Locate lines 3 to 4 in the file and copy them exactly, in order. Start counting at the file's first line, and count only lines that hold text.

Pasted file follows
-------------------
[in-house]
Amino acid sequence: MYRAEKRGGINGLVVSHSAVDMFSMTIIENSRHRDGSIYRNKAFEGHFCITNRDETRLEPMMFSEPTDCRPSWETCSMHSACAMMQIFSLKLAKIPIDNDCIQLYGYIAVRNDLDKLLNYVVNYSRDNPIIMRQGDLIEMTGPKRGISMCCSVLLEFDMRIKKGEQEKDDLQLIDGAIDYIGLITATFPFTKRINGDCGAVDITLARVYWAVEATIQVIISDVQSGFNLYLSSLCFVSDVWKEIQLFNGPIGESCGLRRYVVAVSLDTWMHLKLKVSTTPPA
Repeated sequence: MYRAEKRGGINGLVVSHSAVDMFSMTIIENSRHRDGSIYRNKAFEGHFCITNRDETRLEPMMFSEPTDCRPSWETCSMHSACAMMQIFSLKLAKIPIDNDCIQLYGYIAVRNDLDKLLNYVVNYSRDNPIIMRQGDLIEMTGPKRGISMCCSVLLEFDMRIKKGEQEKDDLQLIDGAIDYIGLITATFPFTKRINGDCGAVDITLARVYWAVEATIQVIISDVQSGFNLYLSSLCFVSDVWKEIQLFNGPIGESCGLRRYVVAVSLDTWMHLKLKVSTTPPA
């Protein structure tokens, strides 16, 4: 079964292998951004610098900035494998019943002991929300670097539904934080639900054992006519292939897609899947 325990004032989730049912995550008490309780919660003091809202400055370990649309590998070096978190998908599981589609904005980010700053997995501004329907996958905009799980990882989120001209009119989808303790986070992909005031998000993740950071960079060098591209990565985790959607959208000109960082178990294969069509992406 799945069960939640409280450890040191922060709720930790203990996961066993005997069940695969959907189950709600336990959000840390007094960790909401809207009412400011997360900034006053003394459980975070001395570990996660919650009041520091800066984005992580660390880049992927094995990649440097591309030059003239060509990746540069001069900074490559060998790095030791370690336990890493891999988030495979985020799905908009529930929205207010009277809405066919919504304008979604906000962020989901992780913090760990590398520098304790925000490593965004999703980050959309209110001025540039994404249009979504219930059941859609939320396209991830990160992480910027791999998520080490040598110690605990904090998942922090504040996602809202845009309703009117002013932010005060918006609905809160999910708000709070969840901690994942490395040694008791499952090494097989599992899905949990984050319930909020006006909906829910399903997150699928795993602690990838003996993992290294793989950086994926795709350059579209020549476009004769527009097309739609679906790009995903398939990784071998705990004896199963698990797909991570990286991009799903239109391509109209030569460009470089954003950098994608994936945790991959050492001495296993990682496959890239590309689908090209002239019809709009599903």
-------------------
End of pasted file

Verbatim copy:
Repeated sequence: MYRAEKRGGINGLVVSHSAVDMFSMTIIENSRHRDGSIYRNKAFEGHFCITNRDETRLEPMMFSEPTDCRPSWETCSMHSACAMMQIFSLKLAKIPIDNDCIQLYGYIAVRNDLDKLLNYVVNYSRDNPIIMRQGDLIEMTGPKRGISMCCSVLLEFDMRIKKGEQEKDDLQLIDGAIDYIGLITATFPFTKRINGDCGAVDITLARVYWAVEATIQVIISDVQSGFNLYLSSLCFVSDVWKEIQLFNGPIGESCGLRRYVVAVSLDTWMHLKLKVSTTPPA
């Protein structure tokens, strides 16, 4: 079964292998951004610098900035494998019943002991929300670097539904934080639900054992006519292939897609899947 325990004032989730049912995550008490309780919660003091809202400055370990649309590998070096978190998908599981589609904005980010700053997995501004329907996958905009799980990882989120001209009119989808303790986070992909005031998000993740950071960079060098591209990565985790959607959208000109960082178990294969069509992406 799945069960939640409280450890040191922060709720930790203990996961066993005997069940695969959907189950709600336990959000840390007094960790909401809207009412400011997360900034006053003394459980975070001395570990996660919650009041520091800066984005992580660390880049992927094995990649440097591309030059003239060509990746540069001069900074490559060998790095030791370690336990890493891999988030495979985020799905908009529930929205207010009277809405066919919504304008979604906000962020989901992780913090760990590398520098304790925000490593965004999703980050959309209110001025540039994404249009979504219930059941859609939320396209991830990160992480910027791999998520080490040598110690605990904090998942922090504040996602809202845009309703009117002013932010005060918006609905809160999910708000709070969840901690994942490395040694008791499952090494097989599992899905949990984050319930909020006006909906829910399903997150699928795993602690990838003996993992290294793989950086994926795709350059579209020549476009004769527009097309739609679906790009995903398939990784071998705990004896199963698990797909991570990286991009799903239109391509109209030569460009470089954003950098994608994936945790991959050492001495296993990682496959890239590309689908090209002239019809709009599903």